Seating and Mounting for Optimum Function
By Emma Emmerich
One of the challenges of working in South Africa, is that there isn’t always a multi-disciplinary team on hand to address an individual’s needs. Often a professional must work in isolation, with a large case load, solving a range of issues. This frequently involves the seating and positioning of the person.
During my 17 years as an Occupational Therapist, I have worked in many settings and completed many post-graduate courses. Although these courses differed in content and approach, certain principles threaded through many of them – one of these was seating and positioning for function.
As you are probably aware, people with motor impairments often spend long periods of time seated in a wheelchair. Supporting a correct seating posture is critical to ensure the individual’s safety, and to prevent secondary complications like pressure sores or joint contractures, whilst trying to facilitate optimal function. For people with a communication disability, it is also important to consider positioning and seating to ensure effective access to an AAC device.
As an OT trained in Neurodevelopmental Therapy, I often assist in determining what an individual’s seating/positioning needs are. Positioning must take into account the actual position of the person in their chair/wheelchair/bed, as well as positioning of any devices used by the individual. I also consider all the possible positions an individual might want to spend time in throughout their day, so that they can have access to their communication device at all times.
In general, I like to consider the six principles as suggested by Beukelman and Mirenda(2005) to guide my assessment and intervention:
- Using myself as a reference: people without motor impairments automatically position themselves for safety, comfort and function. Is the same being achieved for the person?
- Ensure a stable base of support: often individuals with motor impairments need external support by way of straps, belts, harnesses, lap trays and splints. Are these safely and comfortably positioned, in a way that is acceptable to the user?
- Decrease the influence of atypical muscle tone: provide support for individuals with low muscle tone, and avoid eliciting reflex patterns from individuals with increased muscle tone. Has guidance been sought on these patterns?
- Accommodate fixed deformities and correct flexible deformities – aim for symmetry and stability. What is known about the person’s body and the way it can move, and what is comfortable?
- Provide the least amount of intervention to gain greatest level of function: the person should be able to move and not be completely restricted by external supports.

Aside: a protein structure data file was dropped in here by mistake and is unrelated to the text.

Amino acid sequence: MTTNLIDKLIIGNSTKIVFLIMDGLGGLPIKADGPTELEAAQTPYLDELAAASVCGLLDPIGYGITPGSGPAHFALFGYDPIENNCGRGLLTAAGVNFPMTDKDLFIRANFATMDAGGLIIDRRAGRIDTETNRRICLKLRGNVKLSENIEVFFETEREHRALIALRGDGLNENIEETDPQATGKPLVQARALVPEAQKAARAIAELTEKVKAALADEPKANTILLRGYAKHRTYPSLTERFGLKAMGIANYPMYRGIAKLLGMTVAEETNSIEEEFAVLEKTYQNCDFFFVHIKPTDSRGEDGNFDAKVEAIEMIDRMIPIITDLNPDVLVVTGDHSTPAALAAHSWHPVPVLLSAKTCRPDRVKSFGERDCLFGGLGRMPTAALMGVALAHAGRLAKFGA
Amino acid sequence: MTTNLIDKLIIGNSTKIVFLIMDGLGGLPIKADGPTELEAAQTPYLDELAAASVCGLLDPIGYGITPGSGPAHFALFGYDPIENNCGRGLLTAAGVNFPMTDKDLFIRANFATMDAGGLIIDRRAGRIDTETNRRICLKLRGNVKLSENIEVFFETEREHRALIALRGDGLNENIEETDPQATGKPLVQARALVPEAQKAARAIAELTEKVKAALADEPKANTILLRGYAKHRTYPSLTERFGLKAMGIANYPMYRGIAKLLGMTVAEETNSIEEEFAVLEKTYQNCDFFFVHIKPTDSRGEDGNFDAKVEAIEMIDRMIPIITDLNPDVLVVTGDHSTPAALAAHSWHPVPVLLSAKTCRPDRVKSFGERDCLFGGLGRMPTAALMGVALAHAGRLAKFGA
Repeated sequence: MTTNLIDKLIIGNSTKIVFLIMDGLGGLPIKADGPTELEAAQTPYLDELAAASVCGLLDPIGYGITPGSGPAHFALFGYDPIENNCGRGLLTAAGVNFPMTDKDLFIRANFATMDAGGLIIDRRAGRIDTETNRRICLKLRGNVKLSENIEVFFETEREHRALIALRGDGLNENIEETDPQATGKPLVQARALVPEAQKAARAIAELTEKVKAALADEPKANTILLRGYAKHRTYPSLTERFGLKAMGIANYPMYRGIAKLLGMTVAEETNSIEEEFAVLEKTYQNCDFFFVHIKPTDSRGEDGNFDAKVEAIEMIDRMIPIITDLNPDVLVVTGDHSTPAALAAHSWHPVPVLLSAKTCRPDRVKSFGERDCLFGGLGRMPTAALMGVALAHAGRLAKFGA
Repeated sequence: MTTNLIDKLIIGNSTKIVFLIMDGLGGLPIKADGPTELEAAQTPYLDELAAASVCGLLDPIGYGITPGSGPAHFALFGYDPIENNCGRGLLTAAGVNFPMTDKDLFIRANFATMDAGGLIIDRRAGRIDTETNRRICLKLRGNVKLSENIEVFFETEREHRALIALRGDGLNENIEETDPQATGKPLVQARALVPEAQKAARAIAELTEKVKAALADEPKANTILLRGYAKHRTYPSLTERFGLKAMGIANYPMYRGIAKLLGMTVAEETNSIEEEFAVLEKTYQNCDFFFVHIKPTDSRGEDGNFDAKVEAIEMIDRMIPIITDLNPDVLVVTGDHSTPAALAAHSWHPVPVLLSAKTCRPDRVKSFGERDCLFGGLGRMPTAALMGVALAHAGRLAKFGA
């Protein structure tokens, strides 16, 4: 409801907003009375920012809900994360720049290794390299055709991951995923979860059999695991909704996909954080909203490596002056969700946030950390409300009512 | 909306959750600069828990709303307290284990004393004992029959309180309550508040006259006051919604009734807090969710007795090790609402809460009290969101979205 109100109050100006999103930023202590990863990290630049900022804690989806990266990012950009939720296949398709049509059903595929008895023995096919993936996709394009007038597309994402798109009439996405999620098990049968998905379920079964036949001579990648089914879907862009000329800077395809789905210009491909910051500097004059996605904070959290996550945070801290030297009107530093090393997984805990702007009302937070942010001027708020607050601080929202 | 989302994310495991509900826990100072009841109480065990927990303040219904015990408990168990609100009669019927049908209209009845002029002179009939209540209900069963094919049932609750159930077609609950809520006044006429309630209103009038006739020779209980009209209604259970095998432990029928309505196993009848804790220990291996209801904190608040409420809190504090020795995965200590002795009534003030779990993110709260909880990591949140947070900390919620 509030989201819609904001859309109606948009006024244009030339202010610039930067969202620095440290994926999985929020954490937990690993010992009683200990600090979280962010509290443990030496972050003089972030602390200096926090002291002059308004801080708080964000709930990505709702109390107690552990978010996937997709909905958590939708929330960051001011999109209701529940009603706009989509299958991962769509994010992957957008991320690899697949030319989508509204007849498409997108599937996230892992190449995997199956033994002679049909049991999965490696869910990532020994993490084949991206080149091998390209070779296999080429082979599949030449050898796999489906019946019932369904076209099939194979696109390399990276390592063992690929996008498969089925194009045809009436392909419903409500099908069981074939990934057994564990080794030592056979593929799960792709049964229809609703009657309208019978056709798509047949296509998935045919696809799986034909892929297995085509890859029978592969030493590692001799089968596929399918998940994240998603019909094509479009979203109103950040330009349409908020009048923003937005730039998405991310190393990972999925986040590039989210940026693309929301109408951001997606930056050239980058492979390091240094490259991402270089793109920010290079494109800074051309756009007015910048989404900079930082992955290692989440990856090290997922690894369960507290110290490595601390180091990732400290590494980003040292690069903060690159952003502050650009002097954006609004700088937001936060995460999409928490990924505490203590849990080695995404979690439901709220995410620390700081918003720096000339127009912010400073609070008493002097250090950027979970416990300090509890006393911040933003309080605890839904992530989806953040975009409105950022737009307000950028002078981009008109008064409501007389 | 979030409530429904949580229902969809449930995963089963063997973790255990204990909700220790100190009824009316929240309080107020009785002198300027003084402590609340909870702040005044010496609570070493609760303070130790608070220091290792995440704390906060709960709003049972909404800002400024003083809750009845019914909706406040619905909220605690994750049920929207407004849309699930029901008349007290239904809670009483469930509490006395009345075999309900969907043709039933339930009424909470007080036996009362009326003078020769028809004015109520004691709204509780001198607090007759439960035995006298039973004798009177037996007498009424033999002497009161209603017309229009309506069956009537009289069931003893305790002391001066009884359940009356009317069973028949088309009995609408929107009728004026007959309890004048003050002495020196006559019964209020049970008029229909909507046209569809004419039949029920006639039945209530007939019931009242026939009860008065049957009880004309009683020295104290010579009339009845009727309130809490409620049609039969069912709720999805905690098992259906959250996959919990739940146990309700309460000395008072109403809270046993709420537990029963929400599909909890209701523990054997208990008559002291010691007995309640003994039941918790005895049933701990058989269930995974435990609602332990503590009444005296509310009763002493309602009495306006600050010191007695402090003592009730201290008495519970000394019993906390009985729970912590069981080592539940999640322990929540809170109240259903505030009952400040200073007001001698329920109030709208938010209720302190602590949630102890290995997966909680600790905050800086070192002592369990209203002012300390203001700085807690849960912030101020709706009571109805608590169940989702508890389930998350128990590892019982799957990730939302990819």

- Provide opportunities for resting: individuals should be able to rest safely when not using their communication device, or not in their wheelchair.
Once both the individual and I are happy with the seating, I need to consider the positioning of the communication aid/device. Its position depends on the access method employed by the user. The position of the device can sometimes even aid in supporting the user’s posture e.g. for a person with poor head control, positioning the device higher than eye level and tilting the chair, provides a good, comfortable, supported head position.
Sometimes an individual’s diagnosis can guide the positioning of AAC access methods e.g. people with Athetoid CP often struggle to control arm movements in midline, and might be more accurate to the side. Another example would be a person with hemiplegia, where positioning the communication device or access method to the functional side will support function.
Another aspect to consider relates to the individual’s visual needs. If a person uses their peripheral vision to look at objects, they might prefer to have their communication device mounted to the side. Observing what the individual does to accommodate for his/her specific visual needs should guide me and the team in supporting the positioning of the individual. A neuro-optometrist who specialises in the complex vision of people with a neurological impairment can be a valuable source of information.
People using eye tracking to control their computer have very specific mounting needs, as positioning is critical for the eye tracker to effectively track the user’s eye movements. I can’t help but think of a particular young woman who, when seated in her wheelchair could access her eye tracking system successfully. At home, however, the family preferred her to sit on the sofa when in the lounge, instead of in her wheelchair. As a result, her mounting system (the same one that worked so beautifully whilst seated in her wheelchair) was completely unsuitable when in the lounge, and an alternative mount was required in that situation.
There are so many mounting options available, and if you’re overwhelmed by the responsibility of choosing the appropriate mounting solution, like I initially was, our virtual mounting service can help you. You simply provide us with all the necessary information, and we will assist you to find an appropriate solution. With just a few photos of what you’d like to mount, and where to use it, we’ll create a virtual 3D image of the device in place – so you can get a good idea of how it would look and how it could be used.
If your team would like to know more about the basic principles of seating, and the options available for mounting various devices, please join us at our upcoming workshop:
on 16th August 2017 in JHB